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English Language Arts

Using Graphic Organizers to Increase Reading Comprehension

One of the key strategies that help students comprehend what they read is the use of graphic organizers. By learning why they are effective and exploring numerous types of graphic organizers that can be used, teachers are able to provide students with concrete tools to help them understand what they read.
A Collection By Mary Ann Steutermann
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Using Graphic Organizers to Increase Reading Comprehension
  • Mary Ann Steutermann says:
    This blog post provides a basic overview of graphic organizers and how they can be used to help students comprehend what they read. It also explains how they can be used with all learners, even those who struggle the most. Additionally, links to videos are provided that explain how to use these tools in general, and then more specifically how they help in classrooms where students' abilities differ greatly.
  • Mary Ann Steutermann says:
    This slide deck is a great resource for any teacher beginning to use graphic organizers. The material presented is grounded in research and provides before/during/after instructional tips when using graphic organizers with students. It also compares and contrasts graphic organizers with thinking maps. Although the author is an ESL teacher, the principles apply when teaching reading comprehension for students in their native language as well.
  • Mary Ann Steutermann says:
    This series of 5 videos provides explanations of different types of graphic organizers and includes actual footage of teachers using them in their classrooms. Video #4 in the series provides a very good overview of how graphic organizers can be an effective tool. Other videos in the series look at how specific types can be used, like KWL Charts, Four Square Retelling, and Venn Diagrams.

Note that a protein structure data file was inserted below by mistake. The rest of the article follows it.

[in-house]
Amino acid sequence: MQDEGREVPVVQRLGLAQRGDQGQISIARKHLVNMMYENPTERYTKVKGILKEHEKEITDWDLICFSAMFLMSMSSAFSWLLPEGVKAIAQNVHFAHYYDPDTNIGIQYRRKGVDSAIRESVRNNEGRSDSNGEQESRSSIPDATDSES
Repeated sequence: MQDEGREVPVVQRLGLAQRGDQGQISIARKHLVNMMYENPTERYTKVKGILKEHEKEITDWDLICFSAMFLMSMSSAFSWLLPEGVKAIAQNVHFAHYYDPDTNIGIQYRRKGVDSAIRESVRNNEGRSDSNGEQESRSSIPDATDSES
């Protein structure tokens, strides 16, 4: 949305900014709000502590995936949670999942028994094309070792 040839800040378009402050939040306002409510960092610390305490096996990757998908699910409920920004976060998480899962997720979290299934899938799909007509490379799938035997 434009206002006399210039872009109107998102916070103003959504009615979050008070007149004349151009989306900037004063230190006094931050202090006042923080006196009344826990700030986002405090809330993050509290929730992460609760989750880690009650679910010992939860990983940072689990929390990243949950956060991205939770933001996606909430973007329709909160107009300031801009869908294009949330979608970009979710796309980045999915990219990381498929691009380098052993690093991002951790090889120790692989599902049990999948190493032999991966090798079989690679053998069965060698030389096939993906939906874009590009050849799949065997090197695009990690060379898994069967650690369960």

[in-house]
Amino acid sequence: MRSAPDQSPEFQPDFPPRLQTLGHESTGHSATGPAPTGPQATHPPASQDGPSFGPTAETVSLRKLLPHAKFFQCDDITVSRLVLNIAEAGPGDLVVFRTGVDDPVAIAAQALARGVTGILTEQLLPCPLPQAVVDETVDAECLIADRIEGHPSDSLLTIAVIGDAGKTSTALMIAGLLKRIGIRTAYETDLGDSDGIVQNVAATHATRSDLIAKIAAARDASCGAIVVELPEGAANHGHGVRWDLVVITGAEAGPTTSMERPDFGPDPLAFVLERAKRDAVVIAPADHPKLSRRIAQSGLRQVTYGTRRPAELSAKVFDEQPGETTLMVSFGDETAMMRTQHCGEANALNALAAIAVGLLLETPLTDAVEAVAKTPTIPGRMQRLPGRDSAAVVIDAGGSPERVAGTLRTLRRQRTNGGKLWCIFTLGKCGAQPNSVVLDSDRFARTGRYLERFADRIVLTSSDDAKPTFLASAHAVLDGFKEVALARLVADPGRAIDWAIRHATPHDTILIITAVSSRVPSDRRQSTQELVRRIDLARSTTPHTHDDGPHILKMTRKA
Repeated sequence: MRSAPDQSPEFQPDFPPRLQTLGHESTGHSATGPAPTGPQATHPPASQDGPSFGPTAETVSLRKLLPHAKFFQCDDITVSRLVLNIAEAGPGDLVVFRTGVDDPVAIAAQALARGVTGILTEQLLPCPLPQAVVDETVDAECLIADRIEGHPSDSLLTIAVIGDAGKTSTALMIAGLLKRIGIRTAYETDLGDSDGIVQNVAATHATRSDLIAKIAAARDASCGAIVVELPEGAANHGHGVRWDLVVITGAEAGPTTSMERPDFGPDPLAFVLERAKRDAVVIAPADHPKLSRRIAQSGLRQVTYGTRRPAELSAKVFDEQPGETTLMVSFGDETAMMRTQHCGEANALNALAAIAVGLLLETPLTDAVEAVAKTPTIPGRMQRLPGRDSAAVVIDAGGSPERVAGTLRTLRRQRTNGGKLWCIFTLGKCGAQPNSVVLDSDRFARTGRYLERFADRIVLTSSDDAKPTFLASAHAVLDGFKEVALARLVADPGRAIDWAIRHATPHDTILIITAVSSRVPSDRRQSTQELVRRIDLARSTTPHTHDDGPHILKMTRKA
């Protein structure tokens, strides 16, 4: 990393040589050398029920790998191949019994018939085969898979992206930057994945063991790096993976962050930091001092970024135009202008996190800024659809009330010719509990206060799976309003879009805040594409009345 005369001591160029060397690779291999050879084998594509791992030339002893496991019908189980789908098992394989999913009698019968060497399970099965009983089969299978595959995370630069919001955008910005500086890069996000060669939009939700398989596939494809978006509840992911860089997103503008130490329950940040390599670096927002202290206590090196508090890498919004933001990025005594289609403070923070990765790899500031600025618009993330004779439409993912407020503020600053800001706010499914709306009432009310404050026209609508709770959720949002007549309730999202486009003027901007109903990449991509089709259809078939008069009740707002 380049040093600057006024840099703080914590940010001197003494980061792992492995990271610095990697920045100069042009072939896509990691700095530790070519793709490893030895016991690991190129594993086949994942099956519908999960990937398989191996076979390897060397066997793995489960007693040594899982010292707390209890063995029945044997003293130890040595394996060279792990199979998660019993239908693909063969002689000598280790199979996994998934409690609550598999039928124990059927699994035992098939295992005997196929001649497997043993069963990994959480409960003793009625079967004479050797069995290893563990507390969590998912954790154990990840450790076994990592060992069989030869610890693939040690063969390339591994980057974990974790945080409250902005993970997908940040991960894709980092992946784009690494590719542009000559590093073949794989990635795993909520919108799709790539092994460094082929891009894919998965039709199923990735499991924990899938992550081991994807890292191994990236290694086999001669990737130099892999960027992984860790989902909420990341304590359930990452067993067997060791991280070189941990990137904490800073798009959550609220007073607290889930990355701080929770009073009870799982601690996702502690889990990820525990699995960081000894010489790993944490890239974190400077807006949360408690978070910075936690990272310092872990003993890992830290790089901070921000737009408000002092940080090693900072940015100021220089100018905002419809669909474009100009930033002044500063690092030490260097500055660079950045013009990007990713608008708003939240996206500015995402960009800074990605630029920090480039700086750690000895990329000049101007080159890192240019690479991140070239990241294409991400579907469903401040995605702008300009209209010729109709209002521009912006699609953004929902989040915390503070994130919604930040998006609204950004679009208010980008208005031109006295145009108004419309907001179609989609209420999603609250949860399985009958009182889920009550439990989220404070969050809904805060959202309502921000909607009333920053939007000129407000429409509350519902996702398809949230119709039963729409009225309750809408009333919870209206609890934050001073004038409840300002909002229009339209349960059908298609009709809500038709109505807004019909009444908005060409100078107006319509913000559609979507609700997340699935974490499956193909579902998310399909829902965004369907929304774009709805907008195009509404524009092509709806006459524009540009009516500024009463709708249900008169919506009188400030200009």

• Mary Ann Steutermann says:
    This unit plan designed for students in grade 3-8 includes three complete lesson plans that call on students use different graphic organizers during the pre-reading, during reading, and after reading stages of an assignment. Specifically, the KWL, Clunks and Clues, and QAD graphic organizers are used, and links to numerous resources and theoretical background material are provided.
  • Mary Ann Steutermann says:
    Tired of hearing about the same few commonly-used graphic organizers? You don't have to stick with just those! This article provides reproducible copies of 40 different graphic organizers that students can use when reading independently. The target audience for them is younger students, but many can be applicable to older kids with minor adjustments. And they aren't just for fiction either. Organizers that work well with nonfiction and poetry are provided as well.
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BloomBoard Asks:What is a graphic organizer you have used that aided reading comprehension?